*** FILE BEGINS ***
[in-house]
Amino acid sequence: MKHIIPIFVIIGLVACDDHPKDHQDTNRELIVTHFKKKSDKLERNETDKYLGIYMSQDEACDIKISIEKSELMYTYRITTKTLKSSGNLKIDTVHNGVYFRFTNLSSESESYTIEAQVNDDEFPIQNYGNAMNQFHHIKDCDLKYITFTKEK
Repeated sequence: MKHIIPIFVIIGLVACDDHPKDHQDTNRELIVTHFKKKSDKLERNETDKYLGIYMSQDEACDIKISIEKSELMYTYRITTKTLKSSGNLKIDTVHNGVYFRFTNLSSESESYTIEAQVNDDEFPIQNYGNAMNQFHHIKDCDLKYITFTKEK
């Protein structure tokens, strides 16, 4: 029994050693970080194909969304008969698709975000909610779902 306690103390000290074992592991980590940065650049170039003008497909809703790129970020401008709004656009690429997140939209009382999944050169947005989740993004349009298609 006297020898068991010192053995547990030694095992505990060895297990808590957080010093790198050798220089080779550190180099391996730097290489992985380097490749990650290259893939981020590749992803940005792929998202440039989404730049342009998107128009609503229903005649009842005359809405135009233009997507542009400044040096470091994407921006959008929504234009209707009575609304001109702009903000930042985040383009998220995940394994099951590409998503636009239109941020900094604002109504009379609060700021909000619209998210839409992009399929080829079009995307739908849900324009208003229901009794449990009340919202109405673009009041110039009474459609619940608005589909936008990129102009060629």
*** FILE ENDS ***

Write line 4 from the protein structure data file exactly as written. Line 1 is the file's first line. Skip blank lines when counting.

């Protein structure tokens, strides 16, 4: 029994050693970080194909969304008969698709975000909610779902 306690103390000290074992592991980590940065650049170039003008497909809703790129970020401008709004656009690429997140939209009382999944050169947005989740993004349009298609 006297020898068991010192053995547990030694095992505990060895297990808590957080010093790198050798220089080779550190180099391996730097290489992985380097490749990650290259893939981020590749992803940005792929998202440039989404730049342009998107128009609503229903005649009842005359809405135009233009997507542009400044040096470091994407921006959008929504234009209707009575609304001109702009903000930042985040383009998220995940394994099951590409998503636009239109941020900094604002109504009379609060700021909000619209998210839409992009399929080829079009995307739908849900324009208003229901009794449990009340919202109405673009009041110039009474459609619940608005589909936008990129102009060629």